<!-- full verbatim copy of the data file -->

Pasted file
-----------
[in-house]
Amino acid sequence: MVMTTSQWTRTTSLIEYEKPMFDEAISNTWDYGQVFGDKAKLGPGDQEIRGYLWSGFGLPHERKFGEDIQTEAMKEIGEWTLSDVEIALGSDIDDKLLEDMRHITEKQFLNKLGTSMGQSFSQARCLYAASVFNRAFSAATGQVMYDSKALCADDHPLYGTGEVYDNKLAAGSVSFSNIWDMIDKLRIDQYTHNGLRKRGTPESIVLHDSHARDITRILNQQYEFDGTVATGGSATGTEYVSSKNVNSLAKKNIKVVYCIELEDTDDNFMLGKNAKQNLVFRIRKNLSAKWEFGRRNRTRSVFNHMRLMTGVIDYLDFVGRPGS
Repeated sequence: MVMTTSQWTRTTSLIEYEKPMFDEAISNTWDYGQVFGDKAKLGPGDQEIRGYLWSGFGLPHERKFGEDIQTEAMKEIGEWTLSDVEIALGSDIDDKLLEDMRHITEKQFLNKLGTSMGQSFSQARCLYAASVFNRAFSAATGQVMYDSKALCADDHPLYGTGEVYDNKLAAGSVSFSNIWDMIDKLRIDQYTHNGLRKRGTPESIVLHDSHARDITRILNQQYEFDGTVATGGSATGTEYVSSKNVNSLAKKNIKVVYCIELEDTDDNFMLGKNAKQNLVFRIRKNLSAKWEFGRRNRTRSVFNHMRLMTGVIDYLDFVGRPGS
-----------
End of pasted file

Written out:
[in-house]
Amino acid sequence: MVMTTSQWTRTTSLIEYEKPMFDEAISNTWDYGQVFGDKAKLGPGDQEIRGYLWSGFGLPHERKFGEDIQTEAMKEIGEWTLSDVEIALGSDIDDKLLEDMRHITEKQFLNKLGTSMGQSFSQARCLYAASVFNRAFSAATGQVMYDSKALCADDHPLYGTGEVYDNKLAAGSVSFSNIWDMIDKLRIDQYTHNGLRKRGTPESIVLHDSHARDITRILNQQYEFDGTVATGGSATGTEYVSSKNVNSLAKKNIKVVYCIELEDTDDNFMLGKNAKQNLVFRIRKNLSAKWEFGRRNRTRSVFNHMRLMTGVIDYLDFVGRPGS
Repeated sequence: MVMTTSQWTRTTSLIEYEKPMFDEAISNTWDYGQVFGDKAKLGPGDQEIRGYLWSGFGLPHERKFGEDIQTEAMKEIGEWTLSDVEIALGSDIDDKLLEDMRHITEKQFLNKLGTSMGQSFSQARCLYAASVFNRAFSAATGQVMYDSKALCADDHPLYGTGEVYDNKLAAGSVSFSNIWDMIDKLRIDQYTHNGLRKRGTPESIVLHDSHARDITRILNQQYEFDGTVATGGSATGTEYVSSKNVNSLAKKNIKVVYCIELEDTDDNFMLGKNAKQNLVFRIRKNLSAKWEFGRRNRTRSVFNHMRLMTGVIDYLDFVGRPGS